When asked about the poll Peters just grumped and asked what relevance it had.

Ardern was asked about it too and she said that she had ruled out having Peters as Deputy Prime Minister or Minister of Finance, but wouldn’t go further than that at this stage.

Labour’s internal poll differences

Reports on Labour’s internal poll results have been disputed by Labour.

On Thursday Claire Trevett claimed in Collins soap opera gives Labour breathing space:

Last week, things were so fragile he might have been in with a chance. List MPs were doing the numbers as internal polling showed them diving into the low to mid-20s and Cunliffe with stratospherically high negative ratings. One poll was reported to have Labour only five or six points ahead of the Greens.

Labour insider Rob Salmond disputes this in a post on his Polity blog – Trevett wrong on polls:

Not very many people see any party’s internal polling. I am one of those who do within Labour, which is why I know Claire’s sources are wrong. Here’s where our polling says we stand:

  • No poll taken since David Cunliffe became the leader had showed Labour below 30% support.
  • No poll taken since David Cunliffe became the leader had showed Labour support at anything less than double the Greens’ support.
  • Our latest poll, which was taken before the extent of National’s horror period became apparent, shows the combination of Labour and the Greens more or less tied with National. This polling was not quite as positive for the left as the recent Roy Morgan, but I’ll await with interest how the next set of these come out.
  • Our latest poll has New Zealand First comfortably over the 5% threshold, and effectively in a position to choose the Prime Minister. This is consistent with Roy Morgan’s findings.

I don’t think there’s any good reason to doubt this. A couple of polls have dipped Labour just under 30% before coming back into the thirties, including one Roy Morgan poll, but it doesn’t sound as if Labour poll frequently so it would be easy for them to miss those dip periods or have a variation in a poll within normal margins of error.

So where did Trevett get this information? I don’t think she would have made up anything like that, a journalist simple wouldn’t.

I’ve been informed of Labour polling being in the twenties too from supposedly Labour sources. And I’ve been informed that National’s internal polling has Labour “stuck in the twenties”.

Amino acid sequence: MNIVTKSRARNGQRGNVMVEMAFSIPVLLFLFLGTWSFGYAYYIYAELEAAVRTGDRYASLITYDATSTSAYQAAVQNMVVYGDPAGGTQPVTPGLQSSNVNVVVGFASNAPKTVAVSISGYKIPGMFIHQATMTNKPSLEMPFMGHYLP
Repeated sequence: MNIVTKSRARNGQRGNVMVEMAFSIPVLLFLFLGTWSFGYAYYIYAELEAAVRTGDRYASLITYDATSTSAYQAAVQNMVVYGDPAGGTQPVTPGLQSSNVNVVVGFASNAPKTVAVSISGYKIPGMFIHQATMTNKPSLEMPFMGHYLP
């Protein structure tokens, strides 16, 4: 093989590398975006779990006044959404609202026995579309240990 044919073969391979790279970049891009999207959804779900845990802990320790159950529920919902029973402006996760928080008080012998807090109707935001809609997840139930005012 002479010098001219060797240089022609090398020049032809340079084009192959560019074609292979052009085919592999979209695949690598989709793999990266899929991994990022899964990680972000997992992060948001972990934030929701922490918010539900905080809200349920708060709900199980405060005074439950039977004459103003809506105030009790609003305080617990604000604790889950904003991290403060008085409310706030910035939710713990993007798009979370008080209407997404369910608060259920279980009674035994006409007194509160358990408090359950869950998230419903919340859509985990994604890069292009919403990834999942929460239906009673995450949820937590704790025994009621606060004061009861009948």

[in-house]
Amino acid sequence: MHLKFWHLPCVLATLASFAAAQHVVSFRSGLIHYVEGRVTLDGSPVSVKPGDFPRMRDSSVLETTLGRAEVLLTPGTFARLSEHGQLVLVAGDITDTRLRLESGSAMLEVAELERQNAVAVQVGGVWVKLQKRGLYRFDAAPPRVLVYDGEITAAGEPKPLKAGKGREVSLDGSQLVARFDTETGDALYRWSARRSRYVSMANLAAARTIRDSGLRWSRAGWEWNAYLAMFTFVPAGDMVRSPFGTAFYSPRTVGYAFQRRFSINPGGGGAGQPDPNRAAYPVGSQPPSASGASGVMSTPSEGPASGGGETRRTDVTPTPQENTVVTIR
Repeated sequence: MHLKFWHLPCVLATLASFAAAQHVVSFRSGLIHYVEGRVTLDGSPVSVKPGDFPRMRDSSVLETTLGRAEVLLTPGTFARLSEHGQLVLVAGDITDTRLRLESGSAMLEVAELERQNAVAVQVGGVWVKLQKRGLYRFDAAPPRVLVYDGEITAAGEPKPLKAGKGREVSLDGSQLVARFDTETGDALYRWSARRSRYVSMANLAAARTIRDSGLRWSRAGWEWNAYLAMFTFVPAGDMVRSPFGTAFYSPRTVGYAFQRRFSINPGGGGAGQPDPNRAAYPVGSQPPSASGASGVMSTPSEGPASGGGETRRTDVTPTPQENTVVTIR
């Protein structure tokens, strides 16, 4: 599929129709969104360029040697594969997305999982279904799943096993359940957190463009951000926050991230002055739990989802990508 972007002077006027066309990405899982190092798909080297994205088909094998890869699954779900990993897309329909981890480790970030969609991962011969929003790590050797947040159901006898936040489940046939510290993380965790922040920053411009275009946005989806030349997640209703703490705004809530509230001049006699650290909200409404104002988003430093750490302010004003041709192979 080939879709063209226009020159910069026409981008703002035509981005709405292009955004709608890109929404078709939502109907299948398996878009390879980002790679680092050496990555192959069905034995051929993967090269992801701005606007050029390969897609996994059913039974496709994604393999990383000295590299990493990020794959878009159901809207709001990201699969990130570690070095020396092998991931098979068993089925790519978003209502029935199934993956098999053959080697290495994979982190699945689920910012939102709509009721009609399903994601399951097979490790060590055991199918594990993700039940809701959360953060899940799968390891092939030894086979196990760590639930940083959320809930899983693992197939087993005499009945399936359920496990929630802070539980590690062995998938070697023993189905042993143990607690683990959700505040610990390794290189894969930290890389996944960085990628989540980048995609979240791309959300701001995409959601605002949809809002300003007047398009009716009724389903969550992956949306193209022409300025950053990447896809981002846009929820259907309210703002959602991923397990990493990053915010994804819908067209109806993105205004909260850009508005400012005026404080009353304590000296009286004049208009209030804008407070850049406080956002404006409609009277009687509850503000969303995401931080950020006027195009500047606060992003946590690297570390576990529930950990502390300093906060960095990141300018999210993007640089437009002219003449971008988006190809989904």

Salmond has disputed this and blames his opposition:

Journalists need to be aware that one of National’s strategies for the election is to talk up the Greens’ role in a centre-left government. Evidently, that now involves making up Labour’s internal numbers, in order to seed the false belief that voters’ choice will be between “National” and “Green/Labour.”

That’s possible, but I think that Trevett would have to have been informed by sources with clear Labour links on the polling and on other aspects of her story. Once again I don’t see how a journalist could report on anything as she did by taking the word of opposing party ‘informants’.

A Labour activist makes a bigger claim about dirty tricks collusion between ‘media’ and National. Anne at The Standard:

They are part of the oft mentioned Nat. Party dirty tricks brigade – the media delivery end of it. A quid pro quo kind of situation exists where you print out made up claims as if they’re facts and we’ll see you get the real stuff first.

How I will laugh and laugh if we have a Lab/Green/NZ First govt by year’s end. Their life of journalistic privilege will be over.

And ‘NZJester’ also commented at The Standard:

Claire Trevett’s sources are obviously National Party stooges pretending to be Labour Party insiders.
Either she is very easily tricked or she is putting on blinkers to the truth so she can report what she wants to hear.
The National Party for years now has employed the most highly rated international dirty tricks company in the business that knows how to fudge the truth and lead sympathetic Journalists by the nose.

NZJester is not a regular commenter mixing it at The Standard and seems to have popped up occasionally, this time apparently to push this meme, although they have criticised National working with the media before, and another of their total of eight comments starting a little over a month ago was also on a Polity thread -NZJester: Comment:Polity: Maori Party / Key fundraiser .

Coincidentally ex Labour president Mike Williams made an incorrect claim about a poll in his column in the Herald today – see Mike Williams wrong on Ohariu.

Just about anything is possible in politics but this sounds most likely to be deliberate misinformation coming from within Labour ranks.

Who would do that, and why?